Der Hungerpastor (1864-65) is Wilhelm Raabe's most popular novel. This monograph shows how Raabe borrowed much of the plot and characters from Charles Dickens's best-selling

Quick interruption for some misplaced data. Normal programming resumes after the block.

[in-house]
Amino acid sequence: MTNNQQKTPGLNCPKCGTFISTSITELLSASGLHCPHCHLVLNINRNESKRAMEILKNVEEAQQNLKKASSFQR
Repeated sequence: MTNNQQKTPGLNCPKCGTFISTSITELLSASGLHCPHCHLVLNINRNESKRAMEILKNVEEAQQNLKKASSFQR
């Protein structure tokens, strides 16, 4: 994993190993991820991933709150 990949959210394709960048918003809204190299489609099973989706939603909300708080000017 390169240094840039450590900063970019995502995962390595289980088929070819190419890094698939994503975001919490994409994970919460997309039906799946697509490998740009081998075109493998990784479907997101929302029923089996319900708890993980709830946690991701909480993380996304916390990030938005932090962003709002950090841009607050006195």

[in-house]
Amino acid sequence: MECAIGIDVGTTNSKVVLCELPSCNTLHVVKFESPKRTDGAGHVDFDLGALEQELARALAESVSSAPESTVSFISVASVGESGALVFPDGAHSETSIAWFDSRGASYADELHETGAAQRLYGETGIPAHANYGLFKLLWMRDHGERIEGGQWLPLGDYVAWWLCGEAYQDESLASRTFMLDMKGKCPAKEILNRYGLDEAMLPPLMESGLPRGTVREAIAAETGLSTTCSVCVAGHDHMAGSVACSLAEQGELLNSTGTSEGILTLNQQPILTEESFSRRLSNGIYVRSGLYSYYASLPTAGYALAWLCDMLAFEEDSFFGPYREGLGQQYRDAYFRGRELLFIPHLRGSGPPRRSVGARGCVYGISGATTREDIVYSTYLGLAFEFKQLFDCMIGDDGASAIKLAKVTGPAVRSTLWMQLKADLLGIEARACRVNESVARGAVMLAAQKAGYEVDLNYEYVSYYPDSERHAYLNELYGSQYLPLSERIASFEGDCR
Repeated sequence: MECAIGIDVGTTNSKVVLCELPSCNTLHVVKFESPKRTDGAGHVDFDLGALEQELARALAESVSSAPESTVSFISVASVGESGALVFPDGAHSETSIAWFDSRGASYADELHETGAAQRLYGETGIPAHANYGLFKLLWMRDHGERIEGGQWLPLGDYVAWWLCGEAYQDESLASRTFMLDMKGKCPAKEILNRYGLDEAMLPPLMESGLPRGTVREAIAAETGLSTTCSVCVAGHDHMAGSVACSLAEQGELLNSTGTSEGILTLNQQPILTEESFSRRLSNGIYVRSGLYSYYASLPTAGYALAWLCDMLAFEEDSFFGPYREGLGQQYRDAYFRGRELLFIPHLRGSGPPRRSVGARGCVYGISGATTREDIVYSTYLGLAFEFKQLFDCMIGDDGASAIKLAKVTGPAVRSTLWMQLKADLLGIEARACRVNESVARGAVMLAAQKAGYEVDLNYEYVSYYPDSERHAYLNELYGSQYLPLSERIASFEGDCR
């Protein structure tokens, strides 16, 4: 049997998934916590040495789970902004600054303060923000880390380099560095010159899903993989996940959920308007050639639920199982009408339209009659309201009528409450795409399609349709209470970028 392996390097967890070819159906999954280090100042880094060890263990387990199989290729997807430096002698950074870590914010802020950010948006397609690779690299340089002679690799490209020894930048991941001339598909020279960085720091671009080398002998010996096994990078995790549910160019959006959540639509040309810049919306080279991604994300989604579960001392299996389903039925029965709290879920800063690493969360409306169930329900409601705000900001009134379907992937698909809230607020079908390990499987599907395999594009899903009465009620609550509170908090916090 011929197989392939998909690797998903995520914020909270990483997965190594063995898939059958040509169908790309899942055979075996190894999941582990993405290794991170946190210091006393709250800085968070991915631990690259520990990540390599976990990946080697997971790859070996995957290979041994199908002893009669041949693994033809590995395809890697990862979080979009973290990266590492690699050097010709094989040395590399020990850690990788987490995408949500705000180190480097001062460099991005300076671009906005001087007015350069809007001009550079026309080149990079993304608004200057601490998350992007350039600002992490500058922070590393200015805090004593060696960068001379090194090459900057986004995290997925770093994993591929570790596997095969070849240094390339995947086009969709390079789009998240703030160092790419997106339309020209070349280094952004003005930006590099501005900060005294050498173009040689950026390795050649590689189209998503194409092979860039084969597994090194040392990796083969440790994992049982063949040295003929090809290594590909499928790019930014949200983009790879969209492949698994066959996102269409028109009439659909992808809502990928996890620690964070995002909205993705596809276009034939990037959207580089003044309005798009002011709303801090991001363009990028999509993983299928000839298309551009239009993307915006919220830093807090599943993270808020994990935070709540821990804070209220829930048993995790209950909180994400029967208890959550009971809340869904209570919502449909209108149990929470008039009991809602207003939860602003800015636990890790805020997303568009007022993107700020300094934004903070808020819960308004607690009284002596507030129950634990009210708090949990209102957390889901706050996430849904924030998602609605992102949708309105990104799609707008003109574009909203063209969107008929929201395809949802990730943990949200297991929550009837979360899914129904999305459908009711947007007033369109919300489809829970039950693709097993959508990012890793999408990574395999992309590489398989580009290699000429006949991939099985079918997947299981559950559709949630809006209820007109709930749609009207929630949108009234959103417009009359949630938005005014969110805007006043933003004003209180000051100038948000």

David Copperfield (1849-50). By providing the reasons why Raabe borrowed from Dickens, this study goes far beyond the existing research on the parallels between these two Bildungsromane. A comparison of the heroes, their Jewish antagonists and a number of female characters demonstrates the extent of Raabe's indebtedness to Dickens. The intertextuality ranges from direct verbal echoes to a mere use of Dickens's ideas upon which Raabe builds a novel distinctly his own.